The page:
Nor have they chatted with Dr. Christian Thurstone, a pediatric addiction psychiatrist at Denver Health who’s seen a doubling in the number of adolescents seeking treatment for anxiety, depression and other mental illnesses linked to pot addiction since 2010 when Colorado allowed commercial sale of medical marijuana. Colorado permitted recreational marijuana in 2012.

One in six teens who try marijuana develops an addiction, Thurstone says. He suspects addiction rates are rising because marijuana today is as much as 10 times more potent than it used to be in the 1970s.

The legal age to buy recreational marijuana in Colorado is 21, but medical marijuana is available to anyone 18 or older. It is from the latter group that most minors are illegally obtaining pot; and many of the approved medical uses are of questionable merit, Thurstone says. With commercialization, “the perception of harm plummeted significantly,” he adds.

A 15-minute phone conversation with Thurstone would frighten the bejeebers out of any parent of a teen who uses marijuana. He talks of the “strong association” between adolescent exposure to marijuana and subsequent development of psychosis and points to numerous studies showing regular pot usage linked to poor educational outcomes.

He dismisses those who say marijuana is not a gateway to other types of substance abuse; even occasional use of marijuana by teens and young adults is associated with future high-risk use of alcohol, tobacco, and other drugs like cocaine, opioids and methamphetamine.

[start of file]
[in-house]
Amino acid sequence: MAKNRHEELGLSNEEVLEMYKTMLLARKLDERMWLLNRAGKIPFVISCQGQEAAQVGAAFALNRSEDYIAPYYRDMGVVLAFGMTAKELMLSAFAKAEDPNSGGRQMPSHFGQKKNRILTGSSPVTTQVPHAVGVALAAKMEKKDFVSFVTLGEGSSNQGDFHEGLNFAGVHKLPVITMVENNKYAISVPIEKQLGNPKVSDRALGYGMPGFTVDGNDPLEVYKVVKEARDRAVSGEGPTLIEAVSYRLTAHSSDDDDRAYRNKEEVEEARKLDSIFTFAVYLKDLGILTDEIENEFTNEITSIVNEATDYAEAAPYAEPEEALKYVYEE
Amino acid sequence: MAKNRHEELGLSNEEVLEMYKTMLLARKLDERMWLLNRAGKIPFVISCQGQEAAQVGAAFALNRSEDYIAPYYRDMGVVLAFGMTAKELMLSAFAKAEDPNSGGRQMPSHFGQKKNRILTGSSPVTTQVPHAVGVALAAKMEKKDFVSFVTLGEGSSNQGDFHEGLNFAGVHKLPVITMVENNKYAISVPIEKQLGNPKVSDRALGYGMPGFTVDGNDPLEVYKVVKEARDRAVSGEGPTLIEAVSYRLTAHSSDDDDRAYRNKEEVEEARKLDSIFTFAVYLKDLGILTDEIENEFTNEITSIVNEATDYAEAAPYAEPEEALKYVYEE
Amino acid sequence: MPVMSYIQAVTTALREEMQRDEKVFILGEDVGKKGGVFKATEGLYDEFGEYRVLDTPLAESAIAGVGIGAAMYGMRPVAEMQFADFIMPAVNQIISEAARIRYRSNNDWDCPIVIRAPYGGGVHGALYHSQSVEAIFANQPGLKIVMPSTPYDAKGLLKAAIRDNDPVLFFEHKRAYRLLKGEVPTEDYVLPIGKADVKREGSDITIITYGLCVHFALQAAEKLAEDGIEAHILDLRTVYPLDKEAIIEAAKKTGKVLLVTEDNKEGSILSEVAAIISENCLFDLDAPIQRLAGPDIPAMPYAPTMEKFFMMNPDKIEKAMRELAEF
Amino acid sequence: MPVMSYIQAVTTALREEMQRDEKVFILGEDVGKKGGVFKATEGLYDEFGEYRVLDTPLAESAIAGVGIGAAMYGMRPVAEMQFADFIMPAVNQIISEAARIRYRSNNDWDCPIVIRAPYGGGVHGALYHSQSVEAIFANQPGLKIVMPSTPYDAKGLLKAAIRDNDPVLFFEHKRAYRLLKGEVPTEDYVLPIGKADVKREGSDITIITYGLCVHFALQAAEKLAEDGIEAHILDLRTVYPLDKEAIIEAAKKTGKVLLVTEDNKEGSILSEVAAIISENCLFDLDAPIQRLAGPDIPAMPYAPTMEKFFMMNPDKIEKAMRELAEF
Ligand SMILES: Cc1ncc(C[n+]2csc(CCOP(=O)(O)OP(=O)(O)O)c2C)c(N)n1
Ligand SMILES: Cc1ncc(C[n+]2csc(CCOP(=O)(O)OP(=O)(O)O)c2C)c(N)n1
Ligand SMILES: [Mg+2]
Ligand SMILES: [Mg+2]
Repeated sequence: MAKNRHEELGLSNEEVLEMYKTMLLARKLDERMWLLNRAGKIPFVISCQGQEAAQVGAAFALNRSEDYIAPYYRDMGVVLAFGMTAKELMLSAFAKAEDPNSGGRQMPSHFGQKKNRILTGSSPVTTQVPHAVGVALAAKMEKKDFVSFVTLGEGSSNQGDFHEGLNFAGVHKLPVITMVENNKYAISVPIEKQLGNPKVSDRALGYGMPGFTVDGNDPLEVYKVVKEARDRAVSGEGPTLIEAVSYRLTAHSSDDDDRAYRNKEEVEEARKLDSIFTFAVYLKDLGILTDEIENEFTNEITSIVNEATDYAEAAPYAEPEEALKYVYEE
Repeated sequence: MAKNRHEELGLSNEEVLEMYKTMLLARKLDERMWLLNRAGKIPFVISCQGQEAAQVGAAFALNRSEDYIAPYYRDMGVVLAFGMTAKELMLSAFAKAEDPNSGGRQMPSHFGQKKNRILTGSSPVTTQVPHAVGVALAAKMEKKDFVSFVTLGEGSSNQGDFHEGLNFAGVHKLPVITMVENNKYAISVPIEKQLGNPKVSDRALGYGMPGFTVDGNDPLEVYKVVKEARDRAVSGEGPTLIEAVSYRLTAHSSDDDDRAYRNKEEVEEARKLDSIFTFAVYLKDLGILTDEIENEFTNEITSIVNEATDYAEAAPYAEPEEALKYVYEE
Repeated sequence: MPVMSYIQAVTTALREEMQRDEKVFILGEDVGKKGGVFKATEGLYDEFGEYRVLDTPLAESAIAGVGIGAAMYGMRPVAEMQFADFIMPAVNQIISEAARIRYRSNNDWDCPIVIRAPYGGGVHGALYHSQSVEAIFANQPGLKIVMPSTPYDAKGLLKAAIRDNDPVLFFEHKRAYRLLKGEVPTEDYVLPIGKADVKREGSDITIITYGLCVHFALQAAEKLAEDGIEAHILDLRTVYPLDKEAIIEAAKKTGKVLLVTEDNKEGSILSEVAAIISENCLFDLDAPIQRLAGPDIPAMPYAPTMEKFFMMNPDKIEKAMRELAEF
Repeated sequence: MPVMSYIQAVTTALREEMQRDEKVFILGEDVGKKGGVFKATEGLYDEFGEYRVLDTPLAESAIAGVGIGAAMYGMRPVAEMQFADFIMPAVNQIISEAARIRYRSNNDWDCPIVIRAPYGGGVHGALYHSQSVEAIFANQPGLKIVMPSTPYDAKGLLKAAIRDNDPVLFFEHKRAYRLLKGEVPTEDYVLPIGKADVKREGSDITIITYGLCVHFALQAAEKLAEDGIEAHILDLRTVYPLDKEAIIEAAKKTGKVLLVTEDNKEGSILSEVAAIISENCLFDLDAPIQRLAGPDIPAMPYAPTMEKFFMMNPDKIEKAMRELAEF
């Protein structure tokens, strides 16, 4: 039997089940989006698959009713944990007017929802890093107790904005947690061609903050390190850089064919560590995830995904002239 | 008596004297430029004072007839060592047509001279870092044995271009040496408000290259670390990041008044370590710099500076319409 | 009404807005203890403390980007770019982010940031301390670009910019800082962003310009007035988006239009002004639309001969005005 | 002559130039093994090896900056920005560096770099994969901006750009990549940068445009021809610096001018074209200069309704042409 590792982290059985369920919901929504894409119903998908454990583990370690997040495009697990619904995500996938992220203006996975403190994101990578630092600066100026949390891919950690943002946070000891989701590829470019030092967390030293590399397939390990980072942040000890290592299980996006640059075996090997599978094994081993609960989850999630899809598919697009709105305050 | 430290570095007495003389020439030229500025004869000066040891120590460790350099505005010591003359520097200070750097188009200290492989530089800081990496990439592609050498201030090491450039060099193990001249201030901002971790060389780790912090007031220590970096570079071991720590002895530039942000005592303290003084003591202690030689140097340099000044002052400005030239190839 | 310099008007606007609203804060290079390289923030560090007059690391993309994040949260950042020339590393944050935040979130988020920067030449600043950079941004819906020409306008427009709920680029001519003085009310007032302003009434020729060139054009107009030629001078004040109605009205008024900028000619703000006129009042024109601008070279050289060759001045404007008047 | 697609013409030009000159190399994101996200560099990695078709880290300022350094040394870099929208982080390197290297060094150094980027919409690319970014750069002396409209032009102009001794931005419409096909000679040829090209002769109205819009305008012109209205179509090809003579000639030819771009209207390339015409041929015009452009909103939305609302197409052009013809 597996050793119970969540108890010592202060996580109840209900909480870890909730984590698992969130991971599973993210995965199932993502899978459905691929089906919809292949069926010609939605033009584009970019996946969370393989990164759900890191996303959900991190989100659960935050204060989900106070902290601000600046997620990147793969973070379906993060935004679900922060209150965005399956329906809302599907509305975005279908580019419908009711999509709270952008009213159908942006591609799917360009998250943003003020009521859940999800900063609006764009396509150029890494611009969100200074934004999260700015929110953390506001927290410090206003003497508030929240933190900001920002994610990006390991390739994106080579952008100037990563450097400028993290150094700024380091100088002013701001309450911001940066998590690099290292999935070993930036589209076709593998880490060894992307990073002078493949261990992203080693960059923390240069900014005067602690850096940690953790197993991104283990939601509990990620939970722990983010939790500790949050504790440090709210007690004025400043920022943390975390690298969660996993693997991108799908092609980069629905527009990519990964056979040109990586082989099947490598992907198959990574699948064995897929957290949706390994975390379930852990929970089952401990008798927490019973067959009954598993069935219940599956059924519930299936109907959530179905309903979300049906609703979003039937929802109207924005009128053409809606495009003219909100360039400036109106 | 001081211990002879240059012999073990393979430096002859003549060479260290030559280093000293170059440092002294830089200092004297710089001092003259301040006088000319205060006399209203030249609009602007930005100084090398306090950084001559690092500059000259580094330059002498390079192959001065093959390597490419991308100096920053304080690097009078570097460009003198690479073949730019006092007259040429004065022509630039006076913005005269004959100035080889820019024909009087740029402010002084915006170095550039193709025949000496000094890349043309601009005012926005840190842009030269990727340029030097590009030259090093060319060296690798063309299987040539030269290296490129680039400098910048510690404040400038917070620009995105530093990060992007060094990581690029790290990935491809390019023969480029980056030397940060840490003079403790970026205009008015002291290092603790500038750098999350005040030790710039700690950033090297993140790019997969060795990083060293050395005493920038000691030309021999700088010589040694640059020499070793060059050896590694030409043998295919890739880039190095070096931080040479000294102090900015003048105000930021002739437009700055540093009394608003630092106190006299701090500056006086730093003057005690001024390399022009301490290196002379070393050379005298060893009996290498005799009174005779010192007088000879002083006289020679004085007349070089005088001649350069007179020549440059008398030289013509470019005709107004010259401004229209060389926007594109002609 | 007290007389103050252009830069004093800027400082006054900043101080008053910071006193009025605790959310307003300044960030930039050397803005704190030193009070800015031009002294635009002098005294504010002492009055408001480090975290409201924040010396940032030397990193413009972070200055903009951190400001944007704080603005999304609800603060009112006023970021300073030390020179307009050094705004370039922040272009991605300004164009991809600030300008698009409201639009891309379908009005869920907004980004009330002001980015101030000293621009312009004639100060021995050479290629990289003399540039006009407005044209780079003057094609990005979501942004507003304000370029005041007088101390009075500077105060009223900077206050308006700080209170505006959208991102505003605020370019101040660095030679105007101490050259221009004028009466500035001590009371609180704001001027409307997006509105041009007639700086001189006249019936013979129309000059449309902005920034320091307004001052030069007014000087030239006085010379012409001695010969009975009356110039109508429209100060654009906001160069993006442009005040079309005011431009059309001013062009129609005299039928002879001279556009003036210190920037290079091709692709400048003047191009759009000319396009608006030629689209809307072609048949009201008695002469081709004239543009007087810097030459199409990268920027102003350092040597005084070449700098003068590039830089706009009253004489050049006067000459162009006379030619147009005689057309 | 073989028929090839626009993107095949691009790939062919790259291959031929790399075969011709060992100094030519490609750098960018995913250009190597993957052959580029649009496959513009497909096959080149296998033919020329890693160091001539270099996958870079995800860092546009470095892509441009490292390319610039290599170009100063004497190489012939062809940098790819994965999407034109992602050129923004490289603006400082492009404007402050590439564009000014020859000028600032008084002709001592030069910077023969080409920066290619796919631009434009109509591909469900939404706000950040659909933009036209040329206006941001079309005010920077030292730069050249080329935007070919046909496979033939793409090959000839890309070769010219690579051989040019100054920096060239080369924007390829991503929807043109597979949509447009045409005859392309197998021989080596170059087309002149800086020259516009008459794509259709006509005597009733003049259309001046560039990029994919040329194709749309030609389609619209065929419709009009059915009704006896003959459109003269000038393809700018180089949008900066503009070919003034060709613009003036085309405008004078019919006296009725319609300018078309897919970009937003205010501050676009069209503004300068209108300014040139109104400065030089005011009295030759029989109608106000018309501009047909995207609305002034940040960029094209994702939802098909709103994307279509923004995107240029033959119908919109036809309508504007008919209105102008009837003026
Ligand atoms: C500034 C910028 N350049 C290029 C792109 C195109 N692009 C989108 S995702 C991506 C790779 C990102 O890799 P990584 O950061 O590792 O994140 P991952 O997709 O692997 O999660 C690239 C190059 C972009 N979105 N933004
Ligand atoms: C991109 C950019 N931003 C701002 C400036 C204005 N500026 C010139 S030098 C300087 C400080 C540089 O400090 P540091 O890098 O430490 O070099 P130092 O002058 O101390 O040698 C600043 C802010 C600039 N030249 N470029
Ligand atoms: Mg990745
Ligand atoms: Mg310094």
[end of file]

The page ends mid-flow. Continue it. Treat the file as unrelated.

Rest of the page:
“The brain develops until age 24. Anything we can do to push off marijuana use, any substance use, as late as possible, is positive,” he says.

I understand the libertarian arguments for legalizing marijuana: People should be able to live their own lives as they please without government micromanaging what they can eat, drink smoke, etc. If people become impaired by drugs or alcohol, causing accidents or harming others, government can step in and hold them criminally liable. Besides, legalizing marijuana would put an end to the black market and related violence that comes with any highly desired illegal substance. Didn’t we learn anything from Prohibition?

That argument would be fine if marijuana were a benign substance that didn’t threaten the user’s health or the community’s safety. It’s not. As more and better studies emerge, it will become impossible for the pro-legalization faction to claim “no bad side effects.”

“There’s a considerable wave of attitude that marijuana is not harmful, that it’s OK, that it’s inevitable it will be legal,” Hill says. “It’s important to speak the truth about these issues.”

Thanks go to Attorney General Hill for having the courage to oppose legalization of marijuana here. The data is on his side — no matter how convincing, how adamant, how dismissive the claims of the pro-marijuana network.

Andrea Neal is a teacher at St. Richard’s Episcopal School in Indianapolis and adjunct scholar with the Indiana Policy Review Foundation. Contact her at